A count of the mosques in this castle
There are seven places of worship. First the Fethiye mosque, which is a mosque of Sultan Mehmed Khan, then the market mosque and the Zal mosque. The rest are neighborhood mosques for the faithful. There is one college for burning scholars, two primary schools for 5 well-born and properly raised heart's darlings, one convent for elders in the way of asceticism, one bath to refresh and soothe, two hundred shops for artisans and craftsmen, one inn for merchants, one caravanserai for travelers, and seven churches and monasteries for the meaningless mumblings of infidels. Of these, the monastery of St. Nikon is the best built.

A noteworthy marvel
Inside this castle, in the Greek and Jewish quarters, and in other places too, there are twenty-nine places called "cool- rooms," great cellars and natural caves worked into a finished shape. Each of these will hold a thousand people, and in July, the whole city, from the best of Muslim society to the worst of dissolute drunkards make themselves comfortable in these cellars and carry on their enjoyments, pleasures and festivities there. Even during the dog-days a man cannot sit near the entrance of these cellars without wearing furs. The people of the city chill their water, their wine and their sweet fruit drinks here. These are remarkable cellars to visit, where one cannot endure the cold even in July. Outside the castle, the mosque of Kurd Çelebi has just been built, and it is a very fine mosque. Then you go two thousand paces down a steep slope to the suburb of Mesokho'ri.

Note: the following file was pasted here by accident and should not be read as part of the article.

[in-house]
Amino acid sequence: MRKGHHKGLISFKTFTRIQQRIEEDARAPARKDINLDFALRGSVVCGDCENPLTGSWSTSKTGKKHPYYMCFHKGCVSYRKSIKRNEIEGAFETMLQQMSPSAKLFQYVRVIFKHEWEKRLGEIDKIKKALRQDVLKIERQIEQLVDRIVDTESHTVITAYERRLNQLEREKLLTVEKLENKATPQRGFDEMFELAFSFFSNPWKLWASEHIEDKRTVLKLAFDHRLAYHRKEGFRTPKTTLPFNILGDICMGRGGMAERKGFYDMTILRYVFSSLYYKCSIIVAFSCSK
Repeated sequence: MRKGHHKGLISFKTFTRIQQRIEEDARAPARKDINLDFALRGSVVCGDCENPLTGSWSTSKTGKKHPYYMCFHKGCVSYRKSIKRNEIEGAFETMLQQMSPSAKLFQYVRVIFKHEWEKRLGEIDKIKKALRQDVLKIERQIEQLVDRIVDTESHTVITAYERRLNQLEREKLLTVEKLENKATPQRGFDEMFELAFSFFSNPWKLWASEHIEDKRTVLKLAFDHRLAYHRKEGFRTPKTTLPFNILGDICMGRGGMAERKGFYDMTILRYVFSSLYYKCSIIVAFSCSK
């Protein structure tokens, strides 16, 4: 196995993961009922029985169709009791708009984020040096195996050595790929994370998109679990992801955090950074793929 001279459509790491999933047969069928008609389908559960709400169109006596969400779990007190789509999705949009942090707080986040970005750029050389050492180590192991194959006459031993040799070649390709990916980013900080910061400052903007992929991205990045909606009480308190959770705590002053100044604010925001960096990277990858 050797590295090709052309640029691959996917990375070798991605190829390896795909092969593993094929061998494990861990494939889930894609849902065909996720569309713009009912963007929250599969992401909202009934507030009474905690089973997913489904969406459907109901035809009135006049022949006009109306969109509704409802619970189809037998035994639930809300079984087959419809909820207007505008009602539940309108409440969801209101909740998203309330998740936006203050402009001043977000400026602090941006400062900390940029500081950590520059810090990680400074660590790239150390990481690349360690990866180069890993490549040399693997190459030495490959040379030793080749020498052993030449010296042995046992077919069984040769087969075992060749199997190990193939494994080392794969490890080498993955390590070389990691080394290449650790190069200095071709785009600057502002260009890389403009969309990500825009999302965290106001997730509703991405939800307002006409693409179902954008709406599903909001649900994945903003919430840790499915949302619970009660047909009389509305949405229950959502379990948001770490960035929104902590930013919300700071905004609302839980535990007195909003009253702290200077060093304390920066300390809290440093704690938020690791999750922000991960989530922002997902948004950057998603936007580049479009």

Praise of the suburb of Mesokhori
There are five hundred spacious tile-roofed masonry houses with gardens and orchards on a level plain here. There are ten Muslim neighborhoods, five congregations of Jews, and eleven Greek neighborhoods. There are six Muslim places of worship and one is a very well-appointed mosque . . .. There are also four neighborhood mosques. There is one upper school for burning scholars, two primary schools for children's youthful ABCs, two dervish chapels, and two open prayer grounds. One of these is north of the castle and one south of it. There is one damp and rather dirty little bath, four inns for merchants, and one caravanserai for travellers which the judge of Mistra', {{Zekeriya}} Efendi, has just built. Among the great houses are the Palace of the Pasha, the palace of Ako Bey, the . . . Ag"a palace, the . . . palace and the law-court palace, which are all fine residences. There are eighty shops, of which the tanners' hall and the silk- workers' market are the richest.